City of Miami and Michael Boudreaux – South Florida (Miami) Municipal Bond Offering Fraud and Misrepresentation Litigation and FINRA Arbitration Attorney:
Securities and Exchange Commission v. City of Miami, Florida, and Michael Boudreaux, Civil Action No. 1:13-cv-22600 (U.S. District Court for the Southern District of Florida, filed July 19, 2013)
The Securities and Exchange Commission announced that it recently charged the City of Miami and its former Budget Director with securities fraud in connection with several municipal bond offerings and other disclosures made to the bond investing public. The SEC’s action also charges the City with violating a 2003 SEC Cease-and-Desist Order which was entered against the City based on similar misconduct. This case is the SEC’s first ever injunctive action against a municipality already under an existing SEC cease-and-desist order.
The SEC alleges in its complaint that beginning in 2008, the City and Michael Boudreaux made materially false and misleading statements and omissions concerning certain interfund transfers in three 2009 bond offerings totaling $153.5 million, as well as in the City’s fiscal year 2007 and 2008 Comprehensive Annual Financial Reports (“CAFRs”) distributed to broad segments of the investing public, including investors in previously issued City debt. The interfund transfers moved monies from the City’s Capital Improvement Fund to its General Fund. Boudreaux orchestrated the transfers in order to mask the increasing deficits in the City’s General Fund, its primary operating fund, viewed by investors and bond rating agencies as a key indicator of financial health, at a time when the City was actively marketing bonds to the investing public.
The SEC’s complaint, which was filed in the United States District Court for the Southern District of Florida, alleges that the City, through Boudreaux, transferred a total of approximately $37.5 million from its Capital Improvement Fund and a Special Revenue Fund to the General Fund in 2007 and 2008 in order to mask increasing deficits in the General Fund. The SEC also alleges that the City and Boudreaux omitted to disclose to bondholders that the transferred funds included legally restricted dollars which, under City Code, may not be commingled with any other funds or revenues of the City. They also failed to disclose that the funds transferred were allocated to specific capital projects which still needed those funds as of the fiscal year end or, in some instances, already spent that money. The transfers enabled the City to meet or come close to meeting its own requirements relating to General Fund reserve levels. In the wake of the transfers, the City’s bond offerings were all rated favorably by credit rating agencies.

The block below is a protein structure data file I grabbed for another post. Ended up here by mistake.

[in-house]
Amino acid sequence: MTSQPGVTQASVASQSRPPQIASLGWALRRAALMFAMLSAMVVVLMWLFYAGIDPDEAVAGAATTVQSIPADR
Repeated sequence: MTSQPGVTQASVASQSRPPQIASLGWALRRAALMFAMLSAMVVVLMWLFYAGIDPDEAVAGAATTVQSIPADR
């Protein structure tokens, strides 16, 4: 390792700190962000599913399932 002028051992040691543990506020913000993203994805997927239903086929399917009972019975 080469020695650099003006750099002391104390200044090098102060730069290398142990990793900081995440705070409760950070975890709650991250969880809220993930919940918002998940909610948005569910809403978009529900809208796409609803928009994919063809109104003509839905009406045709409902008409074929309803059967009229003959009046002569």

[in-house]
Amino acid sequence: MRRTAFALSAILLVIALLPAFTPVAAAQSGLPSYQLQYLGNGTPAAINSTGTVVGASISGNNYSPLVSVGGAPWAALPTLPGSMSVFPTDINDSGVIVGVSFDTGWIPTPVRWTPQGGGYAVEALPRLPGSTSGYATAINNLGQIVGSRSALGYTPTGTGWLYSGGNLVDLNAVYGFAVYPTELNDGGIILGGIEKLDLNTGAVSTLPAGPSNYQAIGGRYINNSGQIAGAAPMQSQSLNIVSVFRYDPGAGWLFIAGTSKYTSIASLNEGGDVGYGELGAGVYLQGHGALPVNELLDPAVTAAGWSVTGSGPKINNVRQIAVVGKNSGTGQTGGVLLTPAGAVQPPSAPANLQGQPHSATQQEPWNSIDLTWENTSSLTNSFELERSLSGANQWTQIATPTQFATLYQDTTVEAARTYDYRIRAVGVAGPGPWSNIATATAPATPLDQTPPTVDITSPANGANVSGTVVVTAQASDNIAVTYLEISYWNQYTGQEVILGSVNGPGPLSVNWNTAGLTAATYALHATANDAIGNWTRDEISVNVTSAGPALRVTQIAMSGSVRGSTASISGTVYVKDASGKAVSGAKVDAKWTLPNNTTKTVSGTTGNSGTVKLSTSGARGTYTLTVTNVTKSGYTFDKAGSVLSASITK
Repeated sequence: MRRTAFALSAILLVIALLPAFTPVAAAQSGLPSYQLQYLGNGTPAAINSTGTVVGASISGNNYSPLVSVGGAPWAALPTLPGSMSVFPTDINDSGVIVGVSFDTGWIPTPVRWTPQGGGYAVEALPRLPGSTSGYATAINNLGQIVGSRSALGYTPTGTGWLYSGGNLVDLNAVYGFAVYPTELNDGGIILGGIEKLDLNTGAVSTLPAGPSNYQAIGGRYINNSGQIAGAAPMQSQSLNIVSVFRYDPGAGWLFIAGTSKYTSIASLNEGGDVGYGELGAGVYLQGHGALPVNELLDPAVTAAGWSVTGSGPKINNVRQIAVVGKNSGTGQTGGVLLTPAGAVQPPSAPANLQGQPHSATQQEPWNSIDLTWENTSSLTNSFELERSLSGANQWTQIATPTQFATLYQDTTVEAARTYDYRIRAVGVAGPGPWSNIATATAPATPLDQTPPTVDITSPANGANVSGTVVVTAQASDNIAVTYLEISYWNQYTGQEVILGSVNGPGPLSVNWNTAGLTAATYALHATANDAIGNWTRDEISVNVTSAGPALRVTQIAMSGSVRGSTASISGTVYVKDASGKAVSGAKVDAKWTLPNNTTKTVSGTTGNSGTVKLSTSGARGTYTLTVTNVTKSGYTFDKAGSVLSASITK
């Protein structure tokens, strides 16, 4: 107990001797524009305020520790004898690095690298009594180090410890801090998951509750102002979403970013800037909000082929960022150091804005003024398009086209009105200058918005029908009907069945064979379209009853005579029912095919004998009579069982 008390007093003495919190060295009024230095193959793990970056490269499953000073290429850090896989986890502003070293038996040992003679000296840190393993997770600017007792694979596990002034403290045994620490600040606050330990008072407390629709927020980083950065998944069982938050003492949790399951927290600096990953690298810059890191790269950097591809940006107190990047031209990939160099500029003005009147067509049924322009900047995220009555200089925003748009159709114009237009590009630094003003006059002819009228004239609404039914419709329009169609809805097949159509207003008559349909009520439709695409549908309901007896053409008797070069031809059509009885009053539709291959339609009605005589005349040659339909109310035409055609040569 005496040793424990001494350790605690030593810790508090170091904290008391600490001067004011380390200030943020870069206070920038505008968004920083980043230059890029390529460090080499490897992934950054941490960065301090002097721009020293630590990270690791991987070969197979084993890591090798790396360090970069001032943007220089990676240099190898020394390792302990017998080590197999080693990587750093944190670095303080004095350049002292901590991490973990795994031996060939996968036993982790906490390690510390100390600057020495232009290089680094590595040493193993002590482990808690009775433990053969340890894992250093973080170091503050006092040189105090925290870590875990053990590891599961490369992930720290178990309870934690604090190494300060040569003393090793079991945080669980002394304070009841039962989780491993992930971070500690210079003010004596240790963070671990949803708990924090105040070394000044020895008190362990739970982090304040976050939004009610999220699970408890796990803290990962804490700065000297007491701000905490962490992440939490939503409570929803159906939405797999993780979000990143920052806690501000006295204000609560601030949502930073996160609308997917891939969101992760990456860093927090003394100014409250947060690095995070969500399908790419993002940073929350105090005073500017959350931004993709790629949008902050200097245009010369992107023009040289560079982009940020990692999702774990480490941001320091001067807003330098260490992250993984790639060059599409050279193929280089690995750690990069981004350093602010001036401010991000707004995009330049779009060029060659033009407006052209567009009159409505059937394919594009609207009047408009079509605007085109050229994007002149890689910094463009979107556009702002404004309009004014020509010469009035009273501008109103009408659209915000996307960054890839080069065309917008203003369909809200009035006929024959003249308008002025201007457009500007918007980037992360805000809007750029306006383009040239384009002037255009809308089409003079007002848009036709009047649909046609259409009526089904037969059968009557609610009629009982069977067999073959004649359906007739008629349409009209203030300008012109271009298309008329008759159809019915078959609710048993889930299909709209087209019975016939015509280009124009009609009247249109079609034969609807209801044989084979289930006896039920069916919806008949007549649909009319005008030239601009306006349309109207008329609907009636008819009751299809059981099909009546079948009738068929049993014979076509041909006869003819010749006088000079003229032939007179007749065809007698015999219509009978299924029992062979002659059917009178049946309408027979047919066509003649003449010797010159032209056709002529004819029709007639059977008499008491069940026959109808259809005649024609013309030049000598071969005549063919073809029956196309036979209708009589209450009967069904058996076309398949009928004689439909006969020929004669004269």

After reversing most of the transfers following a report by its Office of Independent Auditor General (OIAG), the City had to declare a state of fiscal urgency once it failed to meet statutorily mandated fund levels in its General Fund, and bond rating agencies downgraded their ratings on the City’s debt.
The SEC’s complaint charges the City with violations of Section 17(a) of the Securities Act of 1933, Section 10(b) of the Securities Exchange Act of 1934 and Rule 10b-5 thereunder. It also charges the City with violating the SEC’s 2003 Cease-and-Desist Order. The complaint charges Boudreaux with violations of Section 17(a) of the Securities Act and violations and aiding and abetting violations of Section 10(b) of the Exchange Act and Rule 10b-5 thereunder. The SEC’s complaint seeks injunctive relief and financial penalties against the City and Boudreaux, and an order commanding the City to comply with the SEC’s 2003 Order.
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